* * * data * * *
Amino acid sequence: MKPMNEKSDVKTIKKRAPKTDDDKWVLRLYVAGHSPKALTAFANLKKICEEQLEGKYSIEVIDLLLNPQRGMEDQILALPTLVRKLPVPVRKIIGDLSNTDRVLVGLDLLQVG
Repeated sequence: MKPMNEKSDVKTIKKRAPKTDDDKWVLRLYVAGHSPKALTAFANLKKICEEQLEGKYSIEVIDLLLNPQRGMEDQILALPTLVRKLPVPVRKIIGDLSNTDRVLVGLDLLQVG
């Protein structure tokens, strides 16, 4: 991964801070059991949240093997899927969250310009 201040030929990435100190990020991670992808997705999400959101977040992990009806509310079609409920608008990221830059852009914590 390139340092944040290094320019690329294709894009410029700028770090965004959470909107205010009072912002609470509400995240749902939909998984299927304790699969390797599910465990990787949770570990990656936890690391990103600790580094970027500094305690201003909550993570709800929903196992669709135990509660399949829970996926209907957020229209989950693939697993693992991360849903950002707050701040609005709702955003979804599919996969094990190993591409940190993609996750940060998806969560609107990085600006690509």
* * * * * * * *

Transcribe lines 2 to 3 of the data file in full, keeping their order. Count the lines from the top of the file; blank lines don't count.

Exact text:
Repeated sequence: MKPMNEKSDVKTIKKRAPKTDDDKWVLRLYVAGHSPKALTAFANLKKICEEQLEGKYSIEVIDLLLNPQRGMEDQILALPTLVRKLPVPVRKIIGDLSNTDRVLVGLDLLQVG
């Protein structure tokens, strides 16, 4: 991964801070059991949240093997899927969250310009 201040030929990435100190990020991670992808997705999400959101977040992990009806509310079609409920608008990221830059852009914590 390139340092944040290094320019690329294709894009410029700028770090965004959470909107205010009072912002609470509400995240749902939909998984299927304790699969390797599910465990990787949770570990990656936890690391990103600790580094970027500094305690201003909550993570709800929903196992669709135990509660399949829970996926209907957020229209989950693939697993693992991360849903950002707050701040609005709702955003979804599919996969094990190993591409940190993609996750940060998806969560609107990085600006690509």